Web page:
By Staff on April 9, 2012
2012 marks FILTER Magazine‘s tenth year in print. To celebrate, we are looking back at some of our favorite magazine features, from July 2002’s Issue #1 all the way up to this coming November’s Issue #50.
Getting To Know is a section in the magazine that serves as a good gauge for our predictions of greatness. In FILTER Issue #10, released Spring 2004, we introduced Auf der Maur, Secret Machines, Snow Patrol, Devendra Banhart and Muse. Here is a brief look at those artists, then and now.
Stay tuned for Issue #10's complete "Meet the Real Polly Jean Harvey" cover story to be posted later this week.
Getting To Know Recap
ISSUE 10: Spring 2004
Band: Auf der Maur
Where She Was Then: After surviving her tenure with Hole and trying her hand at being the “Prince of Darkness,” Auf der Maur decided to risk it all with her first self-titled solo release.
Where She Is Now: Once a sideman, always a sideman, Auf der Maur humbly lent her musical talents to Fountains of Wayne and the musical project Neverending White Lights before finally returning to the studio in 2010 to record her second solo album, Out of Our Minds.
She Said: “I'm totally living out my music dreams,” she muses. “I never would have known what I was capable of had I not taken this risk”
FILTER Said: Melissa Auf de Maur is, legs down, the sweetest rock star in the solar system
Band: Secret Machines
Where They Were Then: With their full-length debut, Now Here is Nowhere, the Secret Machines were mashing up Neu! electro-soundscapes with Pink Floyd psychedelia and stomping them out with a kick drum sound that would've made John Bonham rush out for bigger shoes.
Where They Are Now: Although guitarist Benjamin Curtis left the band to his brother Brandon after their third full-length release, the Secret Machines have enlisted the help of a couple qualified musicians and are still alive and kicking behind Josh Garza's 50 foot bass drum.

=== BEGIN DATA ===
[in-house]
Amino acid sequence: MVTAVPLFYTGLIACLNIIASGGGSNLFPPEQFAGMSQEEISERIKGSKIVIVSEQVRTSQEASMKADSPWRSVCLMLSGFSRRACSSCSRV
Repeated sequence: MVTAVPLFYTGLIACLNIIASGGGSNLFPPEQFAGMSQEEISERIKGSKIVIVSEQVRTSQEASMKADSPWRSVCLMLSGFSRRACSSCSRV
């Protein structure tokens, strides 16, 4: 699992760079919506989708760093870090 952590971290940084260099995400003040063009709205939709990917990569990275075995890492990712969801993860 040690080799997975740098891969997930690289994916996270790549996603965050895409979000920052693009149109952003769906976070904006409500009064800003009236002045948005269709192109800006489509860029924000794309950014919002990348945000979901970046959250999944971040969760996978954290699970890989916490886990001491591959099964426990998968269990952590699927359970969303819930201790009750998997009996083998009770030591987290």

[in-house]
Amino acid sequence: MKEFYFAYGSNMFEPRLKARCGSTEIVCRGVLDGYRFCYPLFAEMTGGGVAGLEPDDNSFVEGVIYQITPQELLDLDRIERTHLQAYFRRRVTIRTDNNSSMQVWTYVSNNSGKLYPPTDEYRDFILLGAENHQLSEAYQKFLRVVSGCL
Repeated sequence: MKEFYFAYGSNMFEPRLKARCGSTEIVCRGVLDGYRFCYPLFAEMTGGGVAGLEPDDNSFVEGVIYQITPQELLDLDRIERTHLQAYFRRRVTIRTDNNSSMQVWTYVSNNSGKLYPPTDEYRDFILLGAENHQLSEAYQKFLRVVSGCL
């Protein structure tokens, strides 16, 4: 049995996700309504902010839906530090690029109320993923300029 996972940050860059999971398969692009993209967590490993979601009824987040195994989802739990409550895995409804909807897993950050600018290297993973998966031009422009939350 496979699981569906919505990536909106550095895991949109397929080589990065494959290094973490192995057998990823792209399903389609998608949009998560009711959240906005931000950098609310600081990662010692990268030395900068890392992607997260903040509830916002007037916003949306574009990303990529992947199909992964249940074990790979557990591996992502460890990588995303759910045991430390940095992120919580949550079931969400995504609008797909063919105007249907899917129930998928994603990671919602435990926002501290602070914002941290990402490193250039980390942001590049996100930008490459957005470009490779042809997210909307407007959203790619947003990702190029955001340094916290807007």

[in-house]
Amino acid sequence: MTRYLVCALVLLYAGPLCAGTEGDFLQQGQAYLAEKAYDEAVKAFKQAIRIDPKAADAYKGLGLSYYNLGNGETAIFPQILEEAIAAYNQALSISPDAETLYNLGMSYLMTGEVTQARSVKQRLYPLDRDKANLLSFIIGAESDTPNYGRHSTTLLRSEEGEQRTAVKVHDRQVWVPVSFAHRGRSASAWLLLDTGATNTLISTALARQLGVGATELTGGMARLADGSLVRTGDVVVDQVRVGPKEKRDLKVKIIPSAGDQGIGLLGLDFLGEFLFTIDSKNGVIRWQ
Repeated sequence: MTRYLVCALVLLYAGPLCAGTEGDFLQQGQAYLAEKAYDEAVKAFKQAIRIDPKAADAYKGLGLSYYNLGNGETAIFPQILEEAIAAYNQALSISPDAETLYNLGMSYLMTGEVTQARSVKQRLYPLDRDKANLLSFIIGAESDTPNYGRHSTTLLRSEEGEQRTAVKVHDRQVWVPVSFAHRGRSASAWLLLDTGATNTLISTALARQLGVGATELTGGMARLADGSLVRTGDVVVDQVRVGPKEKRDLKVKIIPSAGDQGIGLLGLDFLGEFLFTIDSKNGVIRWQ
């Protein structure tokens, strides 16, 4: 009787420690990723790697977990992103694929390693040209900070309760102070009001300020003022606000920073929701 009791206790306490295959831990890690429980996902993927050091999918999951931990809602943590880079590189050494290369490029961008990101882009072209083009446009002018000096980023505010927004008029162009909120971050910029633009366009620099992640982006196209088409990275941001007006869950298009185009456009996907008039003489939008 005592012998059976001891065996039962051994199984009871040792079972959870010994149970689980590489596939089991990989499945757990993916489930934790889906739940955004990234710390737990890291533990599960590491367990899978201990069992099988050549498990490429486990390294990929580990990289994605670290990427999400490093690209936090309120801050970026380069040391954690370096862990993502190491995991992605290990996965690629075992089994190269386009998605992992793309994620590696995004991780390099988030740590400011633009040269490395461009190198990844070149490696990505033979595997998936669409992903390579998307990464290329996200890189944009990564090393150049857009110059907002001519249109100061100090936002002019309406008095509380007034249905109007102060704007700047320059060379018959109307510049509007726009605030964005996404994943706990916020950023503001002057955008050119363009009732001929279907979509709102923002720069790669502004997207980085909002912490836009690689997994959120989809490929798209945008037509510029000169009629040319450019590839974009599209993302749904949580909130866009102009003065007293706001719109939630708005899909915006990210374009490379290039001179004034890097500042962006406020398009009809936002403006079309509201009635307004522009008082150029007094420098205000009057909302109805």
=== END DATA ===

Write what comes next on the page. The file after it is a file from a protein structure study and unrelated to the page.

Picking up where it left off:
They Said: “Our philosophy of recording was if we can get the kick drum the way we want it to sound on record—which is the way it actually sounds when you're standing right next to it—then everything else will fall into place.”
FILTER Said: The Secret Machines take this low-end assault and use it as the foundation to anchor a colorful landscape that combines the precision and abandon of “Down By The River”-era Neil Young and with the ambient leanings of classic Pink Floyd.
Photo by Kal Regan
Band: Snow Patrol
Where They Were Then: After their major label debut, Final Straw, the band was upturning the scene’s ears with their driving rhythms and sing-a-long sensibility.
Where They Are Now: Somewhere in between founding a publishing company and rescuing an Irish football club, Snow Patrol still finds time to keep themselves on everyone’s radar with four full-length releases since 2003's Final Straw.
They Said: “We try to make as much time as possible to get out and meet the people of a particular country or city. We're not the kind of band who'll just sit in the hotel.”
FILTER Said: …lyrically, the [Snow Patrol’s] vision’s always been clear: girls, heartbreak and the various points where the two intersect.
Photo by Alissa Anderson
Band: Devendra Banhart
Where He Was Then: With stars in his beard, Devendra Banhart was freaking out the folk scene with songs that sounded like Caetano Veloso playing Tyrannosaurus Rex inside of a kaleidoscope.
Where He Is Now: After several records and a couple label changes, Devendra Banhart's Persian rug has landed at Warner where the psychedelic folk singer is still making music that sounds like burning sage.
He Said: “The music I'm drawn to hasn't been made into pillows and T-shirts and shit. And it hasn’t inundated the world via every form of communication.”
FILTER Said: So much music these days is drowning in crassness and posturing, you have to give up to Banhart for being brave enough to take off his shoes, grow out his beard, and sort of roll with the psych-folk vibe (a nod to an earlier age, no?) which can repel some as quickly as it attracts others.
Where The Band Was Then: With the 21st Century still sopping in the afterbirth, Muse's Absolution was helping the boys from Teignmouth, Devon establish themselves as one of the greatest bands of the new century.
Where The Band Is Now: The operatic leanings of their last full-length release, The Resistance (2009) demonstrates that Muse continues to create music on an exclusively epic scale.
Band Said: “I think the absolution in the album is exposing yourself for who you really are or being whatever your art form intends you to be. But also, the idea of things coming to an end and how you deal with that.”
FILTER Said: But if Muse is “sacrificing” anything, it's the fear of baring too much soul. In fact, emotional honesty is what's kept them hungry for continued artistic growth all these years.
TO VIEW THE PREVIOUS "10 YEARS OF FILTER" FEATURES, CLICK HERE.